Drive Toward A Cure Fights Parkinson’s With Sports Cars And Road Rallies
Photography courtesy of: Mark Davidson // Drive Toward a Cure
Driving fast and brand new cars up and down the state of California tends to tweak my conscience a little bit; I like polar bears and the current layout of our coastline, plus there’s the fact that it’s easy to imagine someone somewhere out there who’d appreciate the vehicle of the day more than cynical me, but having 755hp on call under my old Adidas can drown out these notions of responsibility under the metal power cords of eight supercharged cylinders, and when you’re participating in and later publicizing a road rally that does more than just benefit the nice hotels it passes, the moral component is also handily taken care of.
The typical version of these trips—ones where people with perpetually freshly waxed sports cars bring them out for a few days of indulgence that mostly translate into sporadic loss of GPS signal and accordion stop and go driving and re-rendezvousing after every yellow light—rarely live up to their brochures. The aptly named California Adventure that I went on earlier this summer with Drive Toward a Cure was not like those tropes. Able to proceed at our pace—of which the Chevy ZR1 Megavette provided plenty—and get conveniently lost whenever the map showed curvy asphalt detours, the drive from San Jose to Yosemite would have only been better if there was enough time to turn around to do it twice.
The primary point of the event isn’t a blurry speed tour through the scenery though, but to fund Parkinson’s research and patient care. There are many opportunities provided in this line of quasi-work called auto journalism, but I’ve rarely had the chance to turn off the traction control and leave a smoke show at a stop sign for a cause that benefited anyone but me. If you also like the idea of participating in the best of both worlds, you can get in touch with the group here.
Drive Toward a Cure is a fully-vetted charity organization made up of people with vested and personal interests in combating Parkinson’s and caring for those afflicted, and Deb Pollack, Mark Davidson, Derek Torry, Nigel Evans, and Kevin Heimbaugh turned out to be some of the kindest people I’ve had the pleasure of spending a weekend with, and not only because they invited me to join them on one that included the keys to the most radical machine I’ve yet to drive with license plates and a warranty.
Any deluxe road rally kicked off with a morning spent around a dozen 959s and a naked 917/30 has decidedly begun on the right foot, and our tour through Canepa’s facilities on the first driving day was a primer perhaps a bit too inspiring for the combination of rain and all but slick tires on the Corvette. After a handful of slippery yaw corrections in the car’s softest and safest mode, I quit while I was ahead and turned attention instead to the lush piney waves of hillside that our wiggle of a two-lane highway cut through. After a stop for lunch and a private tour through the Mozart Automobile Museum we then climbed into cloud territory on a mountain road seemingly cadged from theme park blueprints.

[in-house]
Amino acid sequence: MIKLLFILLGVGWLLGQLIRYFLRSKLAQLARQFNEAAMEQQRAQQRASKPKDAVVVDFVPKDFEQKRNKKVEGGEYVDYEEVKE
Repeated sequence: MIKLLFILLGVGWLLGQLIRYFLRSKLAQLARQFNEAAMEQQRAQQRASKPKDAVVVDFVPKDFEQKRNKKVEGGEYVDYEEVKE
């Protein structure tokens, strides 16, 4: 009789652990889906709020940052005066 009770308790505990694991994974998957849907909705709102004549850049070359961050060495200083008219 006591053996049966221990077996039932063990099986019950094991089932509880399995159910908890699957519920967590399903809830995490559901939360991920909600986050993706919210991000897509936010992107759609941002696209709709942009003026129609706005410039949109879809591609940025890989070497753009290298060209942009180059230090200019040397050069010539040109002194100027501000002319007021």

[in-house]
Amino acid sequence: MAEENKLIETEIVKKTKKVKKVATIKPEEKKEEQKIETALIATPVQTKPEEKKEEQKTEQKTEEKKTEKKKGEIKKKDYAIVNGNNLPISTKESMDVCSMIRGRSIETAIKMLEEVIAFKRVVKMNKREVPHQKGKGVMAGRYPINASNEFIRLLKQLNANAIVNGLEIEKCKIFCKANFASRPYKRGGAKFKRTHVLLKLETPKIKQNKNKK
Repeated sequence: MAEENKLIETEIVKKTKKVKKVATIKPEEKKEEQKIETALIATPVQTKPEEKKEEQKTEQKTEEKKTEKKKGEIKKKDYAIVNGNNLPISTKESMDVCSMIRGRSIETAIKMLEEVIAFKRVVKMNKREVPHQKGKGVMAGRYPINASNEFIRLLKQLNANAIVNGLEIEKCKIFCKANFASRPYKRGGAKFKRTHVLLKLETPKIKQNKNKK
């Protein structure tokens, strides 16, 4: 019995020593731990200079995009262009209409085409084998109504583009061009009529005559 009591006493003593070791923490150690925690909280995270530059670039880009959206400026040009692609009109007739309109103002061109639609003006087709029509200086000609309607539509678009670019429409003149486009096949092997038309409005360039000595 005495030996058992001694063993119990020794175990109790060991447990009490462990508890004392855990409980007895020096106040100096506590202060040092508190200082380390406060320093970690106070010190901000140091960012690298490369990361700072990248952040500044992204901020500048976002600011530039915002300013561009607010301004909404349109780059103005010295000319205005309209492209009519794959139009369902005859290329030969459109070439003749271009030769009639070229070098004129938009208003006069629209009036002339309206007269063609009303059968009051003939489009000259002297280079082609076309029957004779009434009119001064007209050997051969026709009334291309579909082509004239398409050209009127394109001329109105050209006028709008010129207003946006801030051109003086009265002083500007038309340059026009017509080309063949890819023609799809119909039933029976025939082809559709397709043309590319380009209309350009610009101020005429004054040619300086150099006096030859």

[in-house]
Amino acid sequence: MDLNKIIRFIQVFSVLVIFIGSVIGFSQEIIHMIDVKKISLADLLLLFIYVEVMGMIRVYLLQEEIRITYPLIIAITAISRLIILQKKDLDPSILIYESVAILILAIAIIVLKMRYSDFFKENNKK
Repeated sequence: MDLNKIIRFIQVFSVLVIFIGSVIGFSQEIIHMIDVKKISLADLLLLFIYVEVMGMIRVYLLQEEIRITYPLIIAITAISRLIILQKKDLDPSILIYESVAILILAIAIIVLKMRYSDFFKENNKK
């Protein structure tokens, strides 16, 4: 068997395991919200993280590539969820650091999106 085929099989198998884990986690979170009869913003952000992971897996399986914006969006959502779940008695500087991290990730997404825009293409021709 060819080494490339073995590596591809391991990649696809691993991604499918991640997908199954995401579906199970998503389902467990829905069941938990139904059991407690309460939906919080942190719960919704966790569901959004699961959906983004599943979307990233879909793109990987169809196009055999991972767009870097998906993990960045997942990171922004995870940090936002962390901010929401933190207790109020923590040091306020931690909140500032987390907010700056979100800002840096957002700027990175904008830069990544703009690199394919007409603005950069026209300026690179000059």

Descending the other side meant two hours of third and fourth gear sweepers through cow and crop country with no one to endanger with speed but ourselves before the roads flattened and straightened for the jog over to another lunch that I could never buy for myself but happily gobbled thanks to the rally organizers. Flat roads laid out at right angles to each other are usually pharma-grade snoozers of farmland, but having a car that gets to 60 in 2.8 seconds and spins its steamrollers at the twitch of a toe with little regard to what gear you’ve selected allows for a pretty wide range of steering input for such a curveless path.
After an autocross session tackled with no attempt at efficiency, our troupe headed out for two days of exploring Yosemite National Park. The hotel was the sort of high-end ski lodge-y setup populated by more than a few electric car drivers, and parking the Corvette along a line of Tesla chargers felt corny, but it’s rare to find such a stark contrast in modern driving that can fit in a single picture.
Touring the heavily touristed main loop of Yosemite the following morning, I made sure to keep the car in its docile and surprisingly quiet driving mode, so as to not scare too many squirrels or righteous hikers in neon Beanwear. It’s a different kind of fun, having excessive power on tap but not using it, trundling around at low growl speeds and looking up at severely impressive waterfalls and mountain ranges knowing that you could make them jettison their birdlife with a few throttle stabs. After the previous two days of not daring to find the limits of this insane Chevrolet on roads without much in the way of forgiveness on either side, testing the excellent manners of the car in the park only made me appreciate it that much more, with occasional tunnels along the way acting as big wind instruments operated by quick trips through the rev range.
Leaving early the next morning for the airport in rain and snow in the dark was not part of the otherwise constant highlight reel of Drive Toward a Cure’s California Adventure, but creeping along at please don’t hydroplane pace gave me some time to organize my thoughts on the event before it was totally over. Pulling into the short term parking lot at a tiny airport in a car with an aviator’s wing filling the rearview after spending three days driving it for free produces a strange feeling that’s hard to put into words though, so I’ll just have to say to all who made it possible, thank you.